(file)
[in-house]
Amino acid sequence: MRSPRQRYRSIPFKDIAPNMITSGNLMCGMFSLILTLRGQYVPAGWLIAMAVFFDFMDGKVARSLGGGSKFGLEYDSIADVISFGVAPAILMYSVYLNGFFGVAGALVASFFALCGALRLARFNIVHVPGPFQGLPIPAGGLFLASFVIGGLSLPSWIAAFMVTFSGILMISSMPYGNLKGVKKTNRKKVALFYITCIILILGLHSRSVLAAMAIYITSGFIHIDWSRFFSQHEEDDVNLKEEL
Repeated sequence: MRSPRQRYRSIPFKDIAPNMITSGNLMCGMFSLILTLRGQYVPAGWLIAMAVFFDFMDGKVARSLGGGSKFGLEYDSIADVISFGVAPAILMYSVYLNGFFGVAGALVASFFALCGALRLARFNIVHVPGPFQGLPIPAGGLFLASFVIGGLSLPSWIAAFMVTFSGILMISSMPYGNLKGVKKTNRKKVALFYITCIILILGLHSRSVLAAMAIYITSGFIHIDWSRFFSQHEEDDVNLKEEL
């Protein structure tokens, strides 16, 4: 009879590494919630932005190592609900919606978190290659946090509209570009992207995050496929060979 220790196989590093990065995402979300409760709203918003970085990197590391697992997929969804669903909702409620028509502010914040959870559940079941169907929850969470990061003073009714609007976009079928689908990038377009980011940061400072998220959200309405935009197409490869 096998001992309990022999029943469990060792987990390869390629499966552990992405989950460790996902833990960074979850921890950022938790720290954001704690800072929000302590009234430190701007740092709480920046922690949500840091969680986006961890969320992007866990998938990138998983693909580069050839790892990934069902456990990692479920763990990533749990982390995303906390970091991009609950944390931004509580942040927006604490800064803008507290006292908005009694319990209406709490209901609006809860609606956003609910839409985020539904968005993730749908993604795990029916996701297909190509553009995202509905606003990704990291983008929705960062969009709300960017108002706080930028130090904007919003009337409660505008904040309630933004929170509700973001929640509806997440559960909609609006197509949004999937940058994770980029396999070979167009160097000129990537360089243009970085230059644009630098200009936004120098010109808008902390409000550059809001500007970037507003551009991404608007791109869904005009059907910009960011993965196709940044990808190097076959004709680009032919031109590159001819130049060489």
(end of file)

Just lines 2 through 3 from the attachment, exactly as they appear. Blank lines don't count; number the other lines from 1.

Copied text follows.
Amino acid sequence: MRSPRQRYRSIPFKDIAPNMITSGNLMCGMFSLILTLRGQYVPAGWLIAMAVFFDFMDGKVARSLGGGSKFGLEYDSIADVISFGVAPAILMYSVYLNGFFGVAGALVASFFALCGALRLARFNIVHVPGPFQGLPIPAGGLFLASFVIGGLSLPSWIAAFMVTFSGILMISSMPYGNLKGVKKTNRKKVALFYITCIILILGLHSRSVLAAMAIYITSGFIHIDWSRFFSQHEEDDVNLKEEL
Repeated sequence: MRSPRQRYRSIPFKDIAPNMITSGNLMCGMFSLILTLRGQYVPAGWLIAMAVFFDFMDGKVARSLGGGSKFGLEYDSIADVISFGVAPAILMYSVYLNGFFGVAGALVASFFALCGALRLARFNIVHVPGPFQGLPIPAGGLFLASFVIGGLSLPSWIAAFMVTFSGILMISSMPYGNLKGVKKTNRKKVALFYITCIILILGLHSRSVLAAMAIYITSGFIHIDWSRFFSQHEEDDVNLKEEL